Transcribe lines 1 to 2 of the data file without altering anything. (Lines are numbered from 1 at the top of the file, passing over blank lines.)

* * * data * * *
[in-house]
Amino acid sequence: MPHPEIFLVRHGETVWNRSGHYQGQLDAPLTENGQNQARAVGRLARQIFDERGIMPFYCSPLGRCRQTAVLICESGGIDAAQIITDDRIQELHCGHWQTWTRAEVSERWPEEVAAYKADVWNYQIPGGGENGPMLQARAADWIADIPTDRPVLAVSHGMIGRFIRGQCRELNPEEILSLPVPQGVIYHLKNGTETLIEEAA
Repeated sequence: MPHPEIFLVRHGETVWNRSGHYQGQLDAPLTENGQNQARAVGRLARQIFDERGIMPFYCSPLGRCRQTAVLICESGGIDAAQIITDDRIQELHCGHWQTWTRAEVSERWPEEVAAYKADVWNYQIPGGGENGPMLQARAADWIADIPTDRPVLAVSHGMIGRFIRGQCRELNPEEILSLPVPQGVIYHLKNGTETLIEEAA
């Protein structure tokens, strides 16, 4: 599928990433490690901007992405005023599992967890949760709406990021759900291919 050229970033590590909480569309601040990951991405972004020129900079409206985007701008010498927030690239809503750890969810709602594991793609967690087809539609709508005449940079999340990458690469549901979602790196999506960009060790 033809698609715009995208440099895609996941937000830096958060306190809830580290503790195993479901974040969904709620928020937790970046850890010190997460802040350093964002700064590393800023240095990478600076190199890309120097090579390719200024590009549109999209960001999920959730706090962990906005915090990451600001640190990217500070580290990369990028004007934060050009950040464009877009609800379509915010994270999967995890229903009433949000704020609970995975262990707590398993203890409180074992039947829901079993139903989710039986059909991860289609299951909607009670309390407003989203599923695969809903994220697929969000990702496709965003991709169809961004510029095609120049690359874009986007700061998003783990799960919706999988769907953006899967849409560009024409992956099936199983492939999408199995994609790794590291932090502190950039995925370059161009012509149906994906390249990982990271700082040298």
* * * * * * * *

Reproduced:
[in-house]
Amino acid sequence: MPHPEIFLVRHGETVWNRSGHYQGQLDAPLTENGQNQARAVGRLARQIFDERGIMPFYCSPLGRCRQTAVLICESGGIDAAQIITDDRIQELHCGHWQTWTRAEVSERWPEEVAAYKADVWNYQIPGGGENGPMLQARAADWIADIPTDRPVLAVSHGMIGRFIRGQCRELNPEEILSLPVPQGVIYHLKNGTETLIEEAA